The Michigan Engineer News Center

Science in sport

Ellen Arruda, ME professor, created a specialized batting glove for athlete Ako Thomas so that he could return to play without serious pain.| Medium Read
IMAGE:  U-M infielder Ako Thomas attempts a bunt during a June 3 game against the University of North Carolina. Photo: Michigan Athletics

Ako Thomas felt a sharp pain shoot through his hand as he swung at an outside pitch.

The University of Michigan infielder ignored the discomfort and advanced to first base.

But Thomas’ hand soon began to swell, so he left the field.

A CT Scan later revealed a broken bone in his hand, and Thomas had surgery a couple days later. His season was in jeopardy.

Enter Ellen Arruda. The Maria Comninou Collegiate Professor of Mechanical Engineering, who is developing a football helmet to better protect athletes from concussion, created a specialized batting glove for Thomas so that he could return to play without serious pain.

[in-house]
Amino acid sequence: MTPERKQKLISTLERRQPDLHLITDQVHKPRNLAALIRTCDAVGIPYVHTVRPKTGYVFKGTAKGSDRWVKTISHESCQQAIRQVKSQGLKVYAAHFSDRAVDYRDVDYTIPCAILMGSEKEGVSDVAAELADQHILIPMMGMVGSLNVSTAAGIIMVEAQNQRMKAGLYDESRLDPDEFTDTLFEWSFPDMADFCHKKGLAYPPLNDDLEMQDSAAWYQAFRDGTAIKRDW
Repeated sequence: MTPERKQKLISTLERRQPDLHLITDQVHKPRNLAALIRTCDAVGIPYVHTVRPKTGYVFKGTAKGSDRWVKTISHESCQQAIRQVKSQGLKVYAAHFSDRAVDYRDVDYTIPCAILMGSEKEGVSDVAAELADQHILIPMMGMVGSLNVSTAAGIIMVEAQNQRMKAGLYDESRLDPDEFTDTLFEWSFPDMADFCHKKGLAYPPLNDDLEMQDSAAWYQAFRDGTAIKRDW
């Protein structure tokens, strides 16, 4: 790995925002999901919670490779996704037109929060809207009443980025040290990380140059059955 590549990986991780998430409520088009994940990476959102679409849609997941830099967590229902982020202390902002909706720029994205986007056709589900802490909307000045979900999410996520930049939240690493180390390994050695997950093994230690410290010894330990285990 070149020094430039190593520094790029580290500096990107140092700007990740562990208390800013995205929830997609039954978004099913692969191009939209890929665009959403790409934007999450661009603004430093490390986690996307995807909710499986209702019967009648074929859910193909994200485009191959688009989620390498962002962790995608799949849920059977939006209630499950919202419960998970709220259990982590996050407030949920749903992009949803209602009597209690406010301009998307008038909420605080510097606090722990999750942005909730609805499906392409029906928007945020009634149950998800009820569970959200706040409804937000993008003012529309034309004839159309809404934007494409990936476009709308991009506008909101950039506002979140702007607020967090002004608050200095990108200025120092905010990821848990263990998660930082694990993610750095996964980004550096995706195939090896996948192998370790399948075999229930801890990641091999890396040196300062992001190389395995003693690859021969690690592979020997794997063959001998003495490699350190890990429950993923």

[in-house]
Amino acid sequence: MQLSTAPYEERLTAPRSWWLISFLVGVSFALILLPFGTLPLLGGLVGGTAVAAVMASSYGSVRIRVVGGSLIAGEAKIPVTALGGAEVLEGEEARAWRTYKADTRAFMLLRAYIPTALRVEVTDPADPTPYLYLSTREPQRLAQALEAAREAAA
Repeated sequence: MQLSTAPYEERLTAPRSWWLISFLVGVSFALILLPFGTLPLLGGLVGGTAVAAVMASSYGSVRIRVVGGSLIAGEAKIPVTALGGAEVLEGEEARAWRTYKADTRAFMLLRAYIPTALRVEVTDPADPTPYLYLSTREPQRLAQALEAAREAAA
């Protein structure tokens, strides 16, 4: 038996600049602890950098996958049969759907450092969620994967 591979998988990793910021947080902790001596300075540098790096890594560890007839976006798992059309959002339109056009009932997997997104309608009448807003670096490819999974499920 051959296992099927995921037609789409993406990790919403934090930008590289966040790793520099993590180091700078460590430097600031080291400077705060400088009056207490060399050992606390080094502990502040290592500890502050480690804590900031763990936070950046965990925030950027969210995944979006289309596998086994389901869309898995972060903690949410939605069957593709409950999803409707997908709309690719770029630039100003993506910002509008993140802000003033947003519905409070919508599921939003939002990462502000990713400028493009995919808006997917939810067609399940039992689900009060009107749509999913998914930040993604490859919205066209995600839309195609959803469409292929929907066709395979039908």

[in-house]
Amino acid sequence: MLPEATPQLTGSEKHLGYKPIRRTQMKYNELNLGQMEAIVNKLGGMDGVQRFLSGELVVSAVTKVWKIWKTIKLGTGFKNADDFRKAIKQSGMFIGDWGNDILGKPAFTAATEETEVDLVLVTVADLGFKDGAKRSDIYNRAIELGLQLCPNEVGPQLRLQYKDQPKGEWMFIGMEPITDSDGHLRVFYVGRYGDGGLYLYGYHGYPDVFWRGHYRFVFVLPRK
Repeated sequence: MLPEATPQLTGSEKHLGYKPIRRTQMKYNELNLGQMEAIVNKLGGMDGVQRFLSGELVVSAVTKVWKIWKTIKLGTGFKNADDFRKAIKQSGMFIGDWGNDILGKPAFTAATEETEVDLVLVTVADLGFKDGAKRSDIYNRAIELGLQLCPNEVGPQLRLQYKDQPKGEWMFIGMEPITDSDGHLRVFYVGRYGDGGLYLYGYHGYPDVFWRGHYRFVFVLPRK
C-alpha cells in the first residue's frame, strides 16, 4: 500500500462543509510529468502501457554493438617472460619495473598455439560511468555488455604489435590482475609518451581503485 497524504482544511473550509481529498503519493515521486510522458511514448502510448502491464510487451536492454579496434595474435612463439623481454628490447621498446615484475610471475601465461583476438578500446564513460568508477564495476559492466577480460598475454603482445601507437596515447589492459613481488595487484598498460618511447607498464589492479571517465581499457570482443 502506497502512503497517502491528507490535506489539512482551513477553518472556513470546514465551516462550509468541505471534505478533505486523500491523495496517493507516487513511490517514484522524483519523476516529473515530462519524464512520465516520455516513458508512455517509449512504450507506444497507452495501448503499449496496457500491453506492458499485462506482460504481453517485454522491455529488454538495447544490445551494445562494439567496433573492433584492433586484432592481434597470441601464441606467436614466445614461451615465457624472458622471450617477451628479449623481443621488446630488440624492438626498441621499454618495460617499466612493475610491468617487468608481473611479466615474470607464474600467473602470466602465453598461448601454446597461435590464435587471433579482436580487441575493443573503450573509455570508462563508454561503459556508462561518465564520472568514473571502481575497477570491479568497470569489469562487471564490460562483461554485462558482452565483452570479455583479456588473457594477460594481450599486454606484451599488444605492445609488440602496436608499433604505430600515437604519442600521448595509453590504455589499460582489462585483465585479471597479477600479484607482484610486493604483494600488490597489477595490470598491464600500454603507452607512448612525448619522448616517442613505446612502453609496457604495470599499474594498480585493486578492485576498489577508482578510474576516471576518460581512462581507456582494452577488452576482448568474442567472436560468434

Read the full story here

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The electrons absorb laser light and set up “momentum combs” (the hills) spanning the energy valleys within the material (the red line). When the electrons have an energy allowed by the quantum mechanical structure of the material—and also touch the edge of the valley—they emit light. This is why some teeth of the combs are bright and some are dark. By measuring the emitted light and precisely locating its source, the research mapped out the energy valleys in a 2D crystal of tungsten diselenide. Credit: Markus Borsch, Quantum Science Theory Lab, University of Michigan.

Mapping quantum structures with light to unlock their capabilities

Rather than installing new “2D” semiconductors in devices to see what they can do, this new method puts them through their paces with lasers and light detectors. | Medium Read